[wp-hackers] Revisiting phone home and privacy
lynne.pope at gmail.com
Mon Dec 7 22:01:24 UTC 2009
2009/12/8 Jacob Santos <wordpress at santosj.name>
> In what way does WordPress.org or Automattic having your URL affect the
> security and privacy of your site?
It compromises privacy because users are not being given the option to send
or not send information about their site. It compromises security when users
disable update checks in order to avoid sending information they don't wish
The specific response I got from the people I was working with was that
business information, such as which plugins they use, is nobody's business
except theirs. They consider this to be business information. Plugin and
theme data contains identifying information about products and staff which
they do not want broadcast to anyone.
> How does preventing WordPress.org from using this data protect you from
WordPress.org is not a legal entity and cannot therefore be held legally
accountable for misuse of data. They have no confidence in WordPress.org's
ability to keep the data private and confidential and say that as they do
not opt-in to sharing it then wordpress.org has no legal right to collect
> Why doesn't the plugins available address your problems with privacy?
> The filters were placed in for the sole purpose of overriding the URL that
> is sent and for those concern with privacy. While it could be said that the
> small amount of people who downloaded the plugin verses the much larger
> amount that uses WordPress says that not enough people consider sending an
> URL is all that important. It might just be that not enough people realize
> that their WordPress is sending this information.
Which plugin just overrides the blog URL? If there is one that simply does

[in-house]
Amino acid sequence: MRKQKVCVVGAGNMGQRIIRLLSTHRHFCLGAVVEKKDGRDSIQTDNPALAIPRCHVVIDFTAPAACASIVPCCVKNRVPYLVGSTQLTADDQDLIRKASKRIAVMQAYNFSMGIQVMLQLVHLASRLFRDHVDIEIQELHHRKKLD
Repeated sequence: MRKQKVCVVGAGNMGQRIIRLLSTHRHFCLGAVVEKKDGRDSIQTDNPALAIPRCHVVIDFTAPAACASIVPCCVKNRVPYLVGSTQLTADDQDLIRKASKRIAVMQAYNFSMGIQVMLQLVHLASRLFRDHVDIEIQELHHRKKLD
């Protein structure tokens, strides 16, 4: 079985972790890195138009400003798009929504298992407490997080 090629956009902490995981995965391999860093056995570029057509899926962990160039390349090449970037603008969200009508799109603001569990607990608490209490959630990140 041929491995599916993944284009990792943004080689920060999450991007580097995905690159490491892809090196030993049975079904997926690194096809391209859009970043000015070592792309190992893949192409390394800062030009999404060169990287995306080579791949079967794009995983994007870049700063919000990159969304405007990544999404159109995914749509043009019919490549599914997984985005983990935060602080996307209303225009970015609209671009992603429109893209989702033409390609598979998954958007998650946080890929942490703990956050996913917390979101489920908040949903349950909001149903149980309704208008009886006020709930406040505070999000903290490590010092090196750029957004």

that then I'd point them to it.
> It is but the URL, plugins, and themes, along with the PHP version that is
> sent. None of the passwords, visitors (unless you use the WordPress.com
> Stats plugin), etc is sent. There is also a legitimate and reasonable
> purpose behind sending this data and it is to allow for upgrading those
> plugins (however, the URL isn't required, unless they changed that, but you
> could just send www.example.com if you wanted).
> By the way, the filters were a compromise to those who said to fork it.
Providing the means to check if plugins, theme, or core updates are
available is great. The stickler is the sending of the blog URL (and for
this company - data about custom plugins).
IMO, there needs to be more transparency about what WordPress does behind
the scenes and what data is collected. I understand the concerns when custom
plugins & themes use staff and product names - this sends way too much
The alternative would be if WordPress only checked against theme and plugin
names that are in the WordPress repository, instead of collecting data on
every theme and plugin.
I love the work you did on this Jacob. However, its now 2 years since
wordpress.org started collecting blog URL's with the update and it's still
unnecessary data capture. If WordPress.org has future plans for using this
information then a simple opt-in would prevent these kinds of issues. If
there is no good reason for capturing the URL then perhaps its time it was
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